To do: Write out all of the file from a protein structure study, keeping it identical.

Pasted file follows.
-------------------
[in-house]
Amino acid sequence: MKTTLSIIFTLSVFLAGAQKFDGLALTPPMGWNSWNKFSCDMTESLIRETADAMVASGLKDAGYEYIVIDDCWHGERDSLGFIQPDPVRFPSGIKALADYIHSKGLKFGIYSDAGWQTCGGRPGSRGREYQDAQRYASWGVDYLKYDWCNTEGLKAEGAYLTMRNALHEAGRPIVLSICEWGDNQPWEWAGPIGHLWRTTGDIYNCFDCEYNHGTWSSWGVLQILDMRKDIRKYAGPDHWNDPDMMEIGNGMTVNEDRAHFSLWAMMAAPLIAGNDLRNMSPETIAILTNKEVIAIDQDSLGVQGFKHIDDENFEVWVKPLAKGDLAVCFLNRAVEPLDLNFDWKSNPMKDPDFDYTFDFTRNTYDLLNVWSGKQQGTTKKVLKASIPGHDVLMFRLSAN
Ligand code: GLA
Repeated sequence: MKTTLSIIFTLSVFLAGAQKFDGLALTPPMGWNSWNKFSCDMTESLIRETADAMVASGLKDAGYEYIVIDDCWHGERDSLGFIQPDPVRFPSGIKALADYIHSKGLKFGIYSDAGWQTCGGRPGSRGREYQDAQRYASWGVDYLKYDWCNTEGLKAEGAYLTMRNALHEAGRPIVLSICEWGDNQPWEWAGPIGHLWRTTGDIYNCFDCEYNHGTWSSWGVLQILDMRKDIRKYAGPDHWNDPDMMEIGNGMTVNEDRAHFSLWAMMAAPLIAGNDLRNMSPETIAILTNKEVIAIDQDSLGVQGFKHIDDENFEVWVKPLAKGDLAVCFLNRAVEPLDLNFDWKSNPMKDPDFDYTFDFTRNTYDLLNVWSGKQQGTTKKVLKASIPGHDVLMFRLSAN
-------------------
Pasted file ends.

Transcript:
[in-house]
Amino acid sequence: MKTTLSIIFTLSVFLAGAQKFDGLALTPPMGWNSWNKFSCDMTESLIRETADAMVASGLKDAGYEYIVIDDCWHGERDSLGFIQPDPVRFPSGIKALADYIHSKGLKFGIYSDAGWQTCGGRPGSRGREYQDAQRYASWGVDYLKYDWCNTEGLKAEGAYLTMRNALHEAGRPIVLSICEWGDNQPWEWAGPIGHLWRTTGDIYNCFDCEYNHGTWSSWGVLQILDMRKDIRKYAGPDHWNDPDMMEIGNGMTVNEDRAHFSLWAMMAAPLIAGNDLRNMSPETIAILTNKEVIAIDQDSLGVQGFKHIDDENFEVWVKPLAKGDLAVCFLNRAVEPLDLNFDWKSNPMKDPDFDYTFDFTRNTYDLLNVWSGKQQGTTKKVLKASIPGHDVLMFRLSAN
Ligand code: GLA
Repeated sequence: MKTTLSIIFTLSVFLAGAQKFDGLALTPPMGWNSWNKFSCDMTESLIRETADAMVASGLKDAGYEYIVIDDCWHGERDSLGFIQPDPVRFPSGIKALADYIHSKGLKFGIYSDAGWQTCGGRPGSRGREYQDAQRYASWGVDYLKYDWCNTEGLKAEGAYLTMRNALHEAGRPIVLSICEWGDNQPWEWAGPIGHLWRTTGDIYNCFDCEYNHGTWSSWGVLQILDMRKDIRKYAGPDHWNDPDMMEIGNGMTVNEDRAHFSLWAMMAAPLIAGNDLRNMSPETIAILTNKEVIAIDQDSLGVQGFKHIDDENFEVWVKPLAKGDLAVCFLNRAVEPLDLNFDWKSNPMKDPDFDYTFDFTRNTYDLLNVWSGKQQGTTKKVLKASIPGHDVLMFRLSAN